Traditional and Distinct Symptoms of Anxiety in Youth with ASD and a Broad Range of Intellectual Functioning

Thursday, May 11, 2017: 5:30 PM-7:00 PM
Golden Gate Ballroom (Marriott Marquis Hotel)
C. M. Kerns1, B. Winder-Patel2, M. Solomon3, B. Heath4 and D. G. Amaral5, (1)Drexel University A.J. Drexel Autism Institute, Philadelphia, PA, (2)MIND Institute, University of California, Davis, Sacramento, CA, (3)Department of Psychiatry & Behavioral Sciences, MIND Institute , Sacramento, CA, (4)Mind Institute, UC Davis, Palo Alto, CA, (5)Psychiatry and Behavioral Sciences, University of California at Davis, MIND Institute, Sacramento, CA

Research suggests that youth with ASD present with both DSM-defined –hereon called “traditional”– anxiety disorders (e.g. specific phobia, generalized, separation, and social anxiety) and also more idiosyncratic –hereon called “distinct”– manifestations of anxiety, such as fears of change, anxiety around social rules/unpredictability and unusual phobias (e.g. fears of men with beards, toilets, sounds). Distinct symptoms share many qualities with traditionally-defined anxiety disorders (e.g. anticipatory worry, avoidance, physiological arousal), but do not fit DSM-defined anxiety categories and have historically been viewed as associated symptoms of ASD. The lack of clarity about where autism stops and anxiety begins contributes to variability in measurement and impedes progress in research. Furthermore, distinct anxiety may be particularly prone to being overshadowed by ASD, potentially reducing access to appropriate behavioral and cognitive-behavioral treatments.


The present study aimed to examine the rate and quality of traditional and distinct anxiety in a cohort of children with ASD and highly varied IQ. We also explored concordance between brief questionnaires and a gold-standard clinical interview for traditional and distinct anxiety.


A preliminary sample of 24 youth (N=35 anticipated by 05/2017) with ASD (ages 9–15 years: M=11.96,SD=1.12; 70% male; 33% with IQ<70 (range: 31 - 170) were recruited as part of a longitudinal study of biological and behavioral correlates of ASD. Participants were enrolled at age 2-3.5 with follow-up assessment at 9-13 years (ongoing). Anxiety symptoms were assessed at follow-up via the Anxiety Disorders Interview Schedule–Parent/Autism Spectrum Addendum (ADIS/ASA), a gold standard clinical interview validated to assess traditional and distinct anxiety in ASD, the Child Behavior Checklist (CBCL), the Manifest Anxiety Scale for Children (MASC), and the Screen for Anxiety and Related Disorders (SCARED). ADIS/ASA Clinician Severity Ratings (CSRs; Range 0-8; CSR≥ 4 clinical cut-off for diagnosis/significant impairment) reflect anxiety-related impairment for traditional and distinct anxiety. The highest traditional and distinct CSRs were used to categorize each child’s anxiety presentation and assess concordance with brief measures.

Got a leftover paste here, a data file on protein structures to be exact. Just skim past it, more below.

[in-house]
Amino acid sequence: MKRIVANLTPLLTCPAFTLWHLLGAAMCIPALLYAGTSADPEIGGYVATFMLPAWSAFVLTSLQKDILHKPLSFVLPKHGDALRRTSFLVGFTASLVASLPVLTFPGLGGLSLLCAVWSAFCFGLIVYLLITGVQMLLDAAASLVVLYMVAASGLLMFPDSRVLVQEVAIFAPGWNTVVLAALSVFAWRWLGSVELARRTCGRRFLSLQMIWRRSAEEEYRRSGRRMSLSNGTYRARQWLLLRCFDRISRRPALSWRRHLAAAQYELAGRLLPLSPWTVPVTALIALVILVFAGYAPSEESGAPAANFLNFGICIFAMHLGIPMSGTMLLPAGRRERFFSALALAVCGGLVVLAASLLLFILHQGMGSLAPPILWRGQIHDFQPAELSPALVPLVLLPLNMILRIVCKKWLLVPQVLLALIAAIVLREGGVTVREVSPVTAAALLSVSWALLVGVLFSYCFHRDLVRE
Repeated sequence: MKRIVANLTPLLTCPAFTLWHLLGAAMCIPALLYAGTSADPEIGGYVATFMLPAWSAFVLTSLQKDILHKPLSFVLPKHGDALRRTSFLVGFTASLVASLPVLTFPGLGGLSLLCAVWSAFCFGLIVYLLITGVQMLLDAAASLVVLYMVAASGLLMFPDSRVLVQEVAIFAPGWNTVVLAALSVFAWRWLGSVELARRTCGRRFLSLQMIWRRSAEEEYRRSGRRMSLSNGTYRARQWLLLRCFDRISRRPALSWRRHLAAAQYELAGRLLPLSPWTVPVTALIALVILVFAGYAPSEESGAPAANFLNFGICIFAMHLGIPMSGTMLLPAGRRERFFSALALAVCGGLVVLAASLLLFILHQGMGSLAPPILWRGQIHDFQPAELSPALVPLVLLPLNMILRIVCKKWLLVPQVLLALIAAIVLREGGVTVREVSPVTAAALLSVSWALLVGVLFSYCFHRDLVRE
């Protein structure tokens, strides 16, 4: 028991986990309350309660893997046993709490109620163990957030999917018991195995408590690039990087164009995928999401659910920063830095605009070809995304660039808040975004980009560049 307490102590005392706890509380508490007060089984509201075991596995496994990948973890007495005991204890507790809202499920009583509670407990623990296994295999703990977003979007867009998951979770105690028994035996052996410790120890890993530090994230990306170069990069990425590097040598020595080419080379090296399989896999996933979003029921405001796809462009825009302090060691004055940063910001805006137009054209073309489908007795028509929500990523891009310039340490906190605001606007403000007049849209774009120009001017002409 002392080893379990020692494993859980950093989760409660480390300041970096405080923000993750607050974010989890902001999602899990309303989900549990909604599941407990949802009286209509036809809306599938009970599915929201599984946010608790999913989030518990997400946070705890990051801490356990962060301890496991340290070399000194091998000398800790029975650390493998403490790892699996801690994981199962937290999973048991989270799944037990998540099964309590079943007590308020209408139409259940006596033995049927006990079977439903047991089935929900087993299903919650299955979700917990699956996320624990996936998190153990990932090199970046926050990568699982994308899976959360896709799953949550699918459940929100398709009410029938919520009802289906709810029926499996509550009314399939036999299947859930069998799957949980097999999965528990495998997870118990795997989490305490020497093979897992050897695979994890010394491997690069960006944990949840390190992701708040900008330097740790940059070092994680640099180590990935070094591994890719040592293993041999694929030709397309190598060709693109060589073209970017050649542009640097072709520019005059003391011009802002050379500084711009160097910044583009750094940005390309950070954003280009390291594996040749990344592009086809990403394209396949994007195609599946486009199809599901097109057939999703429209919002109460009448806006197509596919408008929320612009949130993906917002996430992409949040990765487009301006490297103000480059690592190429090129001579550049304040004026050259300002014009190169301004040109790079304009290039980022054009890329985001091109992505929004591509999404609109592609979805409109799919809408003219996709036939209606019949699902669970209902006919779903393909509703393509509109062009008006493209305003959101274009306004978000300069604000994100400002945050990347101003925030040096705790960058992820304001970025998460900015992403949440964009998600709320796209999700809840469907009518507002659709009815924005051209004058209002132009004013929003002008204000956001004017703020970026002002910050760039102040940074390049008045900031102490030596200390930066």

Per the ADIS/ASA, 71% of children presented with clinical anxiety (CSR ≥ 4), including: 21% traditional anxiety, 21% distinct anxiety, 29% both. Clinical anxiety was as common in youth with and without ID, but there was a trend for youth with ID to have less traditional anxiety (X2 = 3.00, p=.08). Whereas the highest traditional anxiety CSR was correlated with SCARED (r=.57, p=.01), MASC (r=.67, p<.01), and CBCL Anxious/Depressed totals (r=.57, p=.01), distinct CSRs were not (r=-.14, .04 and .02 respectively). Exploratory analyses revealed that brief measures appeared more sensitive to DSM-anxiety in youth, but did flag anxiety in some youth with only distinct presentations (Table 1).


This study illustrates the presentation of traditional and distinct anxiety in youth with ASD and a broad range of intellectual functioning. It suggests that brief measures detect traditional anxiety better than distinct symptoms and may fall particularly short for youth with ID. Anxiety may be particularly likely to be missed in youth with ASD when the content of their worries/fears varies from traditional conceptualizations or when their cognitive abilities are impaired.